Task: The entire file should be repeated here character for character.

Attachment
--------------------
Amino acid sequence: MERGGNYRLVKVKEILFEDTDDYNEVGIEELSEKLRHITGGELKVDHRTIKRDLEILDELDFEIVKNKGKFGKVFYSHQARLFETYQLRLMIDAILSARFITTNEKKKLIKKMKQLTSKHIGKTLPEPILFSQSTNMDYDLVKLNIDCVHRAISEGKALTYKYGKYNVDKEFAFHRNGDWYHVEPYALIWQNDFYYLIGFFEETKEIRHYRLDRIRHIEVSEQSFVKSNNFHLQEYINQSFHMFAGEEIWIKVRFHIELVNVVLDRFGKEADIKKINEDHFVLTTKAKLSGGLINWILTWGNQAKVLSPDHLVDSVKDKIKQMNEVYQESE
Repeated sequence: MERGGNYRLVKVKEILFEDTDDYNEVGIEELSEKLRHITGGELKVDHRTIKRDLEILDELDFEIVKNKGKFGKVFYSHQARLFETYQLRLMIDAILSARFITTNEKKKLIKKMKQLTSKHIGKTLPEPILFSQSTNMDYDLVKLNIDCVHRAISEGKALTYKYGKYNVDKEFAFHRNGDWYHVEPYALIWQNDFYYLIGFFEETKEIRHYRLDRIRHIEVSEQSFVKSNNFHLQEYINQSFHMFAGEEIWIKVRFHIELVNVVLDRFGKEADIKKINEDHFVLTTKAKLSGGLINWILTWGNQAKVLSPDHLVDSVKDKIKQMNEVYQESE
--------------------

Amino acid sequence: MERGGNYRLVKVKEILFEDTDDYNEVGIEELSEKLRHITGGELKVDHRTIKRDLEILDELDFEIVKNKGKFGKVFYSHQARLFETYQLRLMIDAILSARFITTNEKKKLIKKMKQLTSKHIGKTLPEPILFSQSTNMDYDLVKLNIDCVHRAISEGKALTYKYGKYNVDKEFAFHRNGDWYHVEPYALIWQNDFYYLIGFFEETKEIRHYRLDRIRHIEVSEQSFVKSNNFHLQEYINQSFHMFAGEEIWIKVRFHIELVNVVLDRFGKEADIKKINEDHFVLTTKAKLSGGLINWILTWGNQAKVLSPDHLVDSVKDKIKQMNEVYQESE
Repeated sequence: MERGGNYRLVKVKEILFEDTDDYNEVGIEELSEKLRHITGGELKVDHRTIKRDLEILDELDFEIVKNKGKFGKVFYSHQARLFETYQLRLMIDAILSARFITTNEKKKLIKKMKQLTSKHIGKTLPEPILFSQSTNMDYDLVKLNIDCVHRAISEGKALTYKYGKYNVDKEFAFHRNGDWYHVEPYALIWQNDFYYLIGFFEETKEIRHYRLDRIRHIEVSEQSFVKSNNFHLQEYINQSFHMFAGEEIWIKVRFHIELVNVVLDRFGKEADIKKINEDHFVLTTKAKLSGGLINWILTWGNQAKVLSPDHLVDSVKDKIKQMNEVYQESE